How long is it since we were told the truth about any war (or even that we are engaged in one, sometimes), the Spanish Armada?

        • Goose

          It’s only a brief summary setting out the origins of the most recent, and sadly ongoing conflict there and the various actors involved, but it’s a good concise one.

          I’d wager very few parliamentarians in the UK know the basic information contained within it. Hell, I reckon some MPs couldn’t even point to Yemen on a map, and yet they support continued UK military backing for the Saudi onslaught.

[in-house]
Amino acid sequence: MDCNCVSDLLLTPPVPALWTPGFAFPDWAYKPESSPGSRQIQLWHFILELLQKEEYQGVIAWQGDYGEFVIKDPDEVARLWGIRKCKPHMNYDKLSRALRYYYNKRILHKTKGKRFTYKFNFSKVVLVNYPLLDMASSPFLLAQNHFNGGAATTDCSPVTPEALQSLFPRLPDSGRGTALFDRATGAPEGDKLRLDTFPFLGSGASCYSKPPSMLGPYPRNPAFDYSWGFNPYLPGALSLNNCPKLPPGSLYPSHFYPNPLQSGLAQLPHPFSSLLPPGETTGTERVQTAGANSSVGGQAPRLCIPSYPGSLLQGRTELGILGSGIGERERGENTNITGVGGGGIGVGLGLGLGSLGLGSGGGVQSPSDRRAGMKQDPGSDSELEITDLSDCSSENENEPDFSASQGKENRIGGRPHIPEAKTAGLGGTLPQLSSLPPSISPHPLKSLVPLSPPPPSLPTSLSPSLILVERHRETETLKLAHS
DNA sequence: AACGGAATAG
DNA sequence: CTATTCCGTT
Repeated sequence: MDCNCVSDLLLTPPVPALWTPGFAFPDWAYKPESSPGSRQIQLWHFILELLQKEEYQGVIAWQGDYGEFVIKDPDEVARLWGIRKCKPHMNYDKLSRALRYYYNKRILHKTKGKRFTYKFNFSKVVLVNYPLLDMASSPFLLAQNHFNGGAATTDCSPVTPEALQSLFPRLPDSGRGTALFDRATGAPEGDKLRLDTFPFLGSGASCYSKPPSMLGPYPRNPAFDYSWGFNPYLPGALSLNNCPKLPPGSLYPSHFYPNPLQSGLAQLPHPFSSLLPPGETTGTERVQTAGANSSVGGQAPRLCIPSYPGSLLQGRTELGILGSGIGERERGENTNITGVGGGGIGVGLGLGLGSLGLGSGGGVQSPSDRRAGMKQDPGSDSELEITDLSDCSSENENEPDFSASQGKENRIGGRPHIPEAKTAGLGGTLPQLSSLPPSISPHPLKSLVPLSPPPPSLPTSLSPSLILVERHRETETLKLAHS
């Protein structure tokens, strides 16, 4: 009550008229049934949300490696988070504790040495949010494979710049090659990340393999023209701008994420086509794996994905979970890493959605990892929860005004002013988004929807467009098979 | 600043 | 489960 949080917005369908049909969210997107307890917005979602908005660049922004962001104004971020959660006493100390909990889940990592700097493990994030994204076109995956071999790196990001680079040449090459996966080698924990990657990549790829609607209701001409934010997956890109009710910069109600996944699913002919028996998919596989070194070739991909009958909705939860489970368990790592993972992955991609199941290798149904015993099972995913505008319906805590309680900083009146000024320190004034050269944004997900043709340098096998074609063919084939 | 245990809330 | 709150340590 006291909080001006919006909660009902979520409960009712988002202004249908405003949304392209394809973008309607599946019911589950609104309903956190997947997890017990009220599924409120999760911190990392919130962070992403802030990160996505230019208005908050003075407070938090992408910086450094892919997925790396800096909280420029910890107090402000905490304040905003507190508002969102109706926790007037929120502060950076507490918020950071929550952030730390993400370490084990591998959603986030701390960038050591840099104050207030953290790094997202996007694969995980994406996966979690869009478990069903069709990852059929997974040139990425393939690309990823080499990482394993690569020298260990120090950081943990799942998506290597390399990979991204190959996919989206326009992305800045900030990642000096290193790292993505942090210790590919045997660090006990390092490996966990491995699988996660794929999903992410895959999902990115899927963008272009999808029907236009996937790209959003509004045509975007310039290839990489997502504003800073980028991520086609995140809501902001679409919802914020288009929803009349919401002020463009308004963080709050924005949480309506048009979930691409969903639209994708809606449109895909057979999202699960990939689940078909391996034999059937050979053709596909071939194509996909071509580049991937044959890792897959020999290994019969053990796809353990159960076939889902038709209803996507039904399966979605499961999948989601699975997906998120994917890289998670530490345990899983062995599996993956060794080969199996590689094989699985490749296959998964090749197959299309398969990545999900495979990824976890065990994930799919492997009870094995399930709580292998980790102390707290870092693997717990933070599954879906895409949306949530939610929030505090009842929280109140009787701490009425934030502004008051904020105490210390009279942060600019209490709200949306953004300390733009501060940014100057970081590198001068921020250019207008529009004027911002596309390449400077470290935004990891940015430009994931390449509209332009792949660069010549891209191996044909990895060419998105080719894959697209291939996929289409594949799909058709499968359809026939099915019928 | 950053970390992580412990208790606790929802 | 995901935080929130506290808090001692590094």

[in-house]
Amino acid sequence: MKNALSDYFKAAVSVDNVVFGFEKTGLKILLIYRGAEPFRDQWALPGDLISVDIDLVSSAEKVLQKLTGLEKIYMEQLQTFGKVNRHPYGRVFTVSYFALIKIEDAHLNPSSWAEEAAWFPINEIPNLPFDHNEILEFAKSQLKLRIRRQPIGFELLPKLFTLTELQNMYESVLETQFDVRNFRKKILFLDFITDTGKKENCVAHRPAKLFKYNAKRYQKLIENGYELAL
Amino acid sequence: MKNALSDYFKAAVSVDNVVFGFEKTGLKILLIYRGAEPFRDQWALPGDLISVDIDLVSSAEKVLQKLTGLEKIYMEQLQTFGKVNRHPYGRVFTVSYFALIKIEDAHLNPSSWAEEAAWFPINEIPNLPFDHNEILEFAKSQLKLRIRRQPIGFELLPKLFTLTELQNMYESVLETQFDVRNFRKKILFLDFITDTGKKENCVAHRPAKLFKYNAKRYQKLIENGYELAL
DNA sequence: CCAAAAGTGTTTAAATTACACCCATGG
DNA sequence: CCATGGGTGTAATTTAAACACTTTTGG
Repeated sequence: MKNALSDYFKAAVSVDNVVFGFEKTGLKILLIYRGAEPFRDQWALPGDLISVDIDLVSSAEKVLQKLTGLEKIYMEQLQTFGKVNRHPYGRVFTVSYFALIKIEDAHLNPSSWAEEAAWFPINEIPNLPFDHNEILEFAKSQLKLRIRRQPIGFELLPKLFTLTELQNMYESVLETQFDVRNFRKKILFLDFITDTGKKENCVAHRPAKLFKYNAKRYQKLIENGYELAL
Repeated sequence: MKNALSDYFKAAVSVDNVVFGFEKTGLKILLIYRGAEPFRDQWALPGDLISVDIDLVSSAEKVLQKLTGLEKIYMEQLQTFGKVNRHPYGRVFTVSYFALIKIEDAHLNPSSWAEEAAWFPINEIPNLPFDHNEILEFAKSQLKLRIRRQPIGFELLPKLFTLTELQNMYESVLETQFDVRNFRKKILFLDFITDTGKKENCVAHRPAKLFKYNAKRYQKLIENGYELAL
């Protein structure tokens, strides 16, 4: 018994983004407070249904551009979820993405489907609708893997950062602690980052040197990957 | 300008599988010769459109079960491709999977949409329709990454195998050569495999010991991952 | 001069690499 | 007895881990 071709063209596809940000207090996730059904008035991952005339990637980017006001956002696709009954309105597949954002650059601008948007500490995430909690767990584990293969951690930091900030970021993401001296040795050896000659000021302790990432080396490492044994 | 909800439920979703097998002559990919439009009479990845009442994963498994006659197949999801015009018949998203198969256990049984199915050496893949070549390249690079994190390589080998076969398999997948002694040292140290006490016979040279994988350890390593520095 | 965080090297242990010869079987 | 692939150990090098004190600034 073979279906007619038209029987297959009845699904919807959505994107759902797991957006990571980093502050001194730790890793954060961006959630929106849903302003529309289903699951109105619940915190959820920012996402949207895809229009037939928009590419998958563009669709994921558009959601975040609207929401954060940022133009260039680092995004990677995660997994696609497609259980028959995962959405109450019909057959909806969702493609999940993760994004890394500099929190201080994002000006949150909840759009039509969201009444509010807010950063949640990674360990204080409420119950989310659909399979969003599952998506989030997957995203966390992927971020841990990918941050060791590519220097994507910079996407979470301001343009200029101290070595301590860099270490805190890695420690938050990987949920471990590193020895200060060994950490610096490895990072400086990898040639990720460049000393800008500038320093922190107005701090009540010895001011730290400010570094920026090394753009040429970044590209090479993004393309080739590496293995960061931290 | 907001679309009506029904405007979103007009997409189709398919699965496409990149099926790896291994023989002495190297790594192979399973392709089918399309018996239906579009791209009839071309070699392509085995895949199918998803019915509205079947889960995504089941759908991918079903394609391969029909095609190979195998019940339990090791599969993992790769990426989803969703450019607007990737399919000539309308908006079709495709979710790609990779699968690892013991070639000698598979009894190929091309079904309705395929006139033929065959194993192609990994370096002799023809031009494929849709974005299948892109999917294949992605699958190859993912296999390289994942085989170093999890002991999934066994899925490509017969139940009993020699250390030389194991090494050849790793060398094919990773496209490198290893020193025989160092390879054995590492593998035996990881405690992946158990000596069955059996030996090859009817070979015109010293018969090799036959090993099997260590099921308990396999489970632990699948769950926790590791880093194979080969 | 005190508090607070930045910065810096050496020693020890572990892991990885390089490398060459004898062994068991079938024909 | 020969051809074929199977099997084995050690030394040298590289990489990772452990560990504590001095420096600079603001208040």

• remember kronstadt

    manoeuvres for standing, sic, navies are cheap as chips but presents opportunities for third party meddling that could be very costly. US seems to be concentrating on unconventional wars (having mostly failed at shoot outs), nevertheless always looking for a pretext…

  • nevermind

    The wedge is in the door. It seems that Ecuador is not getting much credit out of letting Julian Assange’s private property disappear into US hands, or for letting him get arrested ending up in a high security prison without a reasoned or evidence based charge.

    Looks like Ecuador has no idea what happened to the pristine environment of Diego Garcia after they were allowing it to be used as a base for bomber attacks on all and sundry.
    Ecuador is our bitch brother now, doing anything for the sanctioning US chaot’s.

    https://www.bbc.co.uk/news/world-latin-america-48663283?fbclid=IwAR0_Gs694BFx0oAvf73jhV7FZ5yriwCncbe8Y5gr2P_UNW7yY9f-SIvswWs